Racial Justice is Economic Justice


via FranChescaleigh’s blog.

Black people make up the largest % of fast food workers in the nation. On 4/15, stand with Black Youth Project 100 and #Fightfor15 for better jobs: http://byp100.org/ff15signup/


On a related note:
 The U.S. economy would expand by $2.1 trillion in gross domestic product if racial minorities had equal access and opportunities in the job market.

A woman’s 4.0 GPA is equal to a man’s 2.0




So, this is fun. High school GPAs may be a good indicator afterall of future income BUT not if that student graduating is the woman variety.
A Woman With Perfect Grades Is Worth The Same As A Man With A 2.0 Average | ThinkProgress. ←link

I don’t think grades are everything usually. I think a lot of parents and schools use grades to measure intelligence and potential way too much. But hell…I have twin daughters who are graduating next year and it’s depressing to raise daughters to believe they ARE equal beings and can have success in whatever field they choose when society isn’t quite up to speed on the matter. They both currently have a 3.9 GPA. They’re proud of their academic success and have some great aspirations for college. How do we keep our daughters motivated to succeed when no matter how much they focus on  their goals, they face going into a job market that determines their value as less because of gender?

The answer is not that they need to “lean in” more. This is not something we can fix by telling our daughters to work harder and be smarter.

On a related note, everyone is talking about Jill Abramson being fired from the New York Times and speculation has gone straight to pay gap issues.  I echo what Maria Shriver says. I don’t know all the ins and outs of the Abramson case, but I do know this: Jill Abramson is going to be fine. What I also know is that the gender pay gap in this country is real, especially for low-income working women. That’s who isn’t doing fine.”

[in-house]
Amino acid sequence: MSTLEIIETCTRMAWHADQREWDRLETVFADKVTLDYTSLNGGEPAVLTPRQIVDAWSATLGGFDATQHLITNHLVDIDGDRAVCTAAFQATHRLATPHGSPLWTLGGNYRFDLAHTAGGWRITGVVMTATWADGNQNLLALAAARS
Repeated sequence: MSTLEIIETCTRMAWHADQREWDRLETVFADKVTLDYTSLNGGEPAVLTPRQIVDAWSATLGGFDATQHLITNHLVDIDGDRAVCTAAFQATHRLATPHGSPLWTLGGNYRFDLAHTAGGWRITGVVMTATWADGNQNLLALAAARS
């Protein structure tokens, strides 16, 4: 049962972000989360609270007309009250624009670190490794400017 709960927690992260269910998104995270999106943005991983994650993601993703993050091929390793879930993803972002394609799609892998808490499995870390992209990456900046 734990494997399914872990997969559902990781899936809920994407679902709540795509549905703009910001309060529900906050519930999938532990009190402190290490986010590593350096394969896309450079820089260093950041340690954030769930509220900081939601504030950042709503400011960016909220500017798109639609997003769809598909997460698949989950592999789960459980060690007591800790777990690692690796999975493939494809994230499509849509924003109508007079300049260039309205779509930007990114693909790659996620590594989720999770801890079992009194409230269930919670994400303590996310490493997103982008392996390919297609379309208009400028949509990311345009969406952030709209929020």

It’s still a significant problem. Congress (ok, Republicans in Congress, specifically) have voted no on every measure meant to close the gender pay gap.Equal pay shouldn’t be such a hard thing to achieve.

Recently, David Leonhardt tried to link fidgety boys to poverty, stating that boys are in a crisis state and girls are doing just fine. There’s a lot to pick apart in his article but one flawed point made was this:

To put it another way, the American economy — for all its troubles (and all of the lingering sexism) — looks to be doing pretty well when you focus on girls. The portion of women earning a four-year college degree has jumped more than 75 percent over the last quarter-century, in line with what has happened in other rich countries. Median inflation-adjusted female earnings are up almost 35 percent over the same span, census data show — while male earnings, incredibly, haven’t risen at all.

One of the causes of widening inequality in the U.S. is due to the fact that nobody is getting a decent pay increase . The rate of pay increases since the late 60s hasn’t kept pace with inflation. Women still on average make 77 cents for every man’s dollar… and this is all women. Women of color and transgender women earn less than white women even. Black women, for example, earns less than 70 cents for every dollar a man earns.  Over the last quarter century, women’s earning may be up almost 35% (thanks,feminism.May the future version of you be more intersectional and fight equally for everyone) but it still isn’t even equal to a man’s dollar.  I have a fidgety boy myself but I am far more concerned about the future my daughters have. There is a crisis for ALL children being raised in poverty (equal consideration given to single parented households and two parent households). Fidgety or not, my son is still going to start his future career at  a better advantage than his sisters.

I mean, unless something changes to equalize things. Finally.


ok! ok! hold it! I just want to say something you know, for every dollar a man makes a woman makes 63 cents. now, fifty years ago that was 62 cents. so, with that kind of luck, it’ll be the year 3,888 before we make a buck. but hey, girl

(That 63 cents was back  in 1990. And we’re up to 77 cents 20 years later.